Suga, who is on a state visit to the U.S., said at a press conference on Friday that he told President Joe Biden he was committed to moving forward with the Games and that Biden offered his support.
At an event hosted by Washington's Center for Strategic and International Studies think tank after a day of talks with Biden, Suga said Japan would "firmly raise its voice" on issues like Myanmar, Xinjiang and Hong Kong and work with the international community to seek concrete actions.
The document says Suga and Biden shared their concerns over Chinese activities that are inconsistent with the worldwide rules-based order.
The two leaders, both just months in office, announced a partnership aimed at improving coordination on the pandemic response and future global health challenges.
Suga, for his part, said that the two leaders agreed to "oppose any attempts to change the status quo by force or coercion", in a dig at China.
In a joint statement released after the meeting, the leaders reaffirmed their commitment to quadrilateral cooperation between their countries.
Biden's predecessor, former President Donald Trump, had banned Huawei from buying US technology and blocked USA firms from buying Huawei components, citing national security concerns.
Suga said he told Biden "about my determination to realize the Tokyo Olympic and Paralympic Games this summer as a symbol of global unity", and that Biden offered his support.
Biden referred to his counterpart as "Yoshi", as though they were longtime friends. Coincidentally, the meeting with Japan's leader comes just days after Biden announced a final US withdrawal from Afghanistan by September 11, a shift partly predicated on the desire to focus more on East and South Asia. That helped guide Biden's decision, announced this week, to pull US troops out of Afghanistan and free the administration to focus more on East Asia.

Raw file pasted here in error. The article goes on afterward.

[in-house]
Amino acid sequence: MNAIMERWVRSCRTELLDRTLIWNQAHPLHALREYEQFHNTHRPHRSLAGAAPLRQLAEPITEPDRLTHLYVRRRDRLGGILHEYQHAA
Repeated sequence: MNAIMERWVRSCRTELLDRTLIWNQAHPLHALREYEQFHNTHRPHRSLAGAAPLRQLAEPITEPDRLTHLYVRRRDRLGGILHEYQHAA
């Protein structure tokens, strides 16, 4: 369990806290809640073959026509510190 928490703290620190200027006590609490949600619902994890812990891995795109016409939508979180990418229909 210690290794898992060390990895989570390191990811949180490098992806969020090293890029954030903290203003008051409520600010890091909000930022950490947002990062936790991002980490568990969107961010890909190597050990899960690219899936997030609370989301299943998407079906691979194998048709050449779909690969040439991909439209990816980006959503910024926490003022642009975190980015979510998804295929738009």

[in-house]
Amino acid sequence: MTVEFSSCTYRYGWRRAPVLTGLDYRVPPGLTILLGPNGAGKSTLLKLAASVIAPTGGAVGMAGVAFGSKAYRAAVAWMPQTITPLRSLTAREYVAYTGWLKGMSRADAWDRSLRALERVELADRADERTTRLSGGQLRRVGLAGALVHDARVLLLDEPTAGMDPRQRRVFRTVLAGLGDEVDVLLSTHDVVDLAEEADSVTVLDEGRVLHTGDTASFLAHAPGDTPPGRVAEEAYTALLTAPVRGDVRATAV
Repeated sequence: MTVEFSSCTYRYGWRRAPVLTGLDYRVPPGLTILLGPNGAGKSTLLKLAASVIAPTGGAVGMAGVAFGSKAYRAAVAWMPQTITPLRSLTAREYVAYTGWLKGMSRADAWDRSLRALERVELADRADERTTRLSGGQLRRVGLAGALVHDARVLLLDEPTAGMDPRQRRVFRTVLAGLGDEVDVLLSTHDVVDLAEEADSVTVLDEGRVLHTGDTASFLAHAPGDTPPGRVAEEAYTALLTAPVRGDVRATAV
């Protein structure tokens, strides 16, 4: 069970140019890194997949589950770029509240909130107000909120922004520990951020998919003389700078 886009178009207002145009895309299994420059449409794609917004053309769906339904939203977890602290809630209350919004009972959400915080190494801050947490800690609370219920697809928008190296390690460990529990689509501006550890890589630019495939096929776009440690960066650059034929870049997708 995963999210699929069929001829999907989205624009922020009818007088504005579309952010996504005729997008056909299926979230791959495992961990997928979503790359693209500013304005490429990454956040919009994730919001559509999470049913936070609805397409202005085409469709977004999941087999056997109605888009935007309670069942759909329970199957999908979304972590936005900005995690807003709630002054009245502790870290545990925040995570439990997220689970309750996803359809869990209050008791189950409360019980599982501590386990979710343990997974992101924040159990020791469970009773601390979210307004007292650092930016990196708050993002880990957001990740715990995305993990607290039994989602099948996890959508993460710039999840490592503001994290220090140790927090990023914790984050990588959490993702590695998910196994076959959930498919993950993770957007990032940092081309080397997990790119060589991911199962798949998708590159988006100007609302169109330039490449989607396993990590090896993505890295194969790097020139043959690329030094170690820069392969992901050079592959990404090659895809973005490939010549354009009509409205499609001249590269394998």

Japan, which depends on unfettered shipping through the Strait of Taiwan separating China and the island, has urged the U.S.to take a stronger position condemning China's recent provocative military flights across the waters.
Even with their mutual interest in a strong bilateral relationship, Biden and Suga's long-term diplomatic success is far from assured, given the challenges in the region and the difficulty of containing China, Japan's largest trading partner.
While the timing was coincidental, the official said it was appropriate that Biden was shoring up relations with a top ally two days after his momentous decision to withdraw from Afghanistan after 20 years, ending the longest-ever U.S. war.
It's unclear how prominent China's human rights record was in the two leaders' talks.
Sheila Smith, a senior fellow at the Council on Foreign Relations, told VOA that while the United States and Japan will want to present a united front on China, "both governments understand that this is a delicate moment in the relationship with China" and "they don't want to incite or provoke activities that they don't desire". "This summit captures the ultimate challenge: How do you balance those two requirements?" Earlier Friday, Suga placed a wreath at the Tomb of the Unknown Soldier at Arlington National Cemetery and visited with Vice President Kamala Harris. Biden and Suga on Friday are expected to announce steps through the Quad framework to help India produce COVID-19 vaccines.